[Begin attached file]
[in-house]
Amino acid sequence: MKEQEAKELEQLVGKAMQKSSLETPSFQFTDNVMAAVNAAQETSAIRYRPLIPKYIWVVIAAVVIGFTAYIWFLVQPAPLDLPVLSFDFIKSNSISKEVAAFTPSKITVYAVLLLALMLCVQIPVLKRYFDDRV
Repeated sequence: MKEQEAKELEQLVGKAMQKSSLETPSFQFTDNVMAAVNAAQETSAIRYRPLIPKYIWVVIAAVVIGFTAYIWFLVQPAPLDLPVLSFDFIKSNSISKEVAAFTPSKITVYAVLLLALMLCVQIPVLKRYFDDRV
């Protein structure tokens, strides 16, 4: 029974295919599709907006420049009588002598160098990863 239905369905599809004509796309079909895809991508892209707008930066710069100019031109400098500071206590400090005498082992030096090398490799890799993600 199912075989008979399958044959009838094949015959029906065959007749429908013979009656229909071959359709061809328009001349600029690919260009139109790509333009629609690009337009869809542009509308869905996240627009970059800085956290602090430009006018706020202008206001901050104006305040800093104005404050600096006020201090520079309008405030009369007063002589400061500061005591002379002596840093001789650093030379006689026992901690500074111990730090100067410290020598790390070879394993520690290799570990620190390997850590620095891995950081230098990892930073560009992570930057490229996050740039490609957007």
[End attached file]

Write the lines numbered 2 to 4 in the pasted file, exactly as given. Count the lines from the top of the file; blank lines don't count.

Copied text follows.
Amino acid sequence: MKEQEAKELEQLVGKAMQKSSLETPSFQFTDNVMAAVNAAQETSAIRYRPLIPKYIWVVIAAVVIGFTAYIWFLVQPAPLDLPVLSFDFIKSNSISKEVAAFTPSKITVYAVLLLALMLCVQIPVLKRYFDDRV
Repeated sequence: MKEQEAKELEQLVGKAMQKSSLETPSFQFTDNVMAAVNAAQETSAIRYRPLIPKYIWVVIAAVVIGFTAYIWFLVQPAPLDLPVLSFDFIKSNSISKEVAAFTPSKITVYAVLLLALMLCVQIPVLKRYFDDRV
């Protein structure tokens, strides 16, 4: 029974295919599709907006420049009588002598160098990863 239905369905599809004509796309079909895809991508892209707008930066710069100019031109400098500071206590400090005498082992030096090398490799890799993600 199912075989008979399958044959009838094949015959029906065959007749429908013979009656229909071959359709061809328009001349600029690919260009139109790509333009629609690009337009869809542009509308869905996240627009970059800085956290602090430009006018706020202008206001901050104006305040800093104005404050600096006020201090520079309008405030009369007063002589400061500061005591002379002596840093001789650093030379006689026992901690500074111990730090100067410290020598790390070879394993520690290799570990620190390997850590620095891995950081230098990892930073560009992570930057490229996050740039490609957007």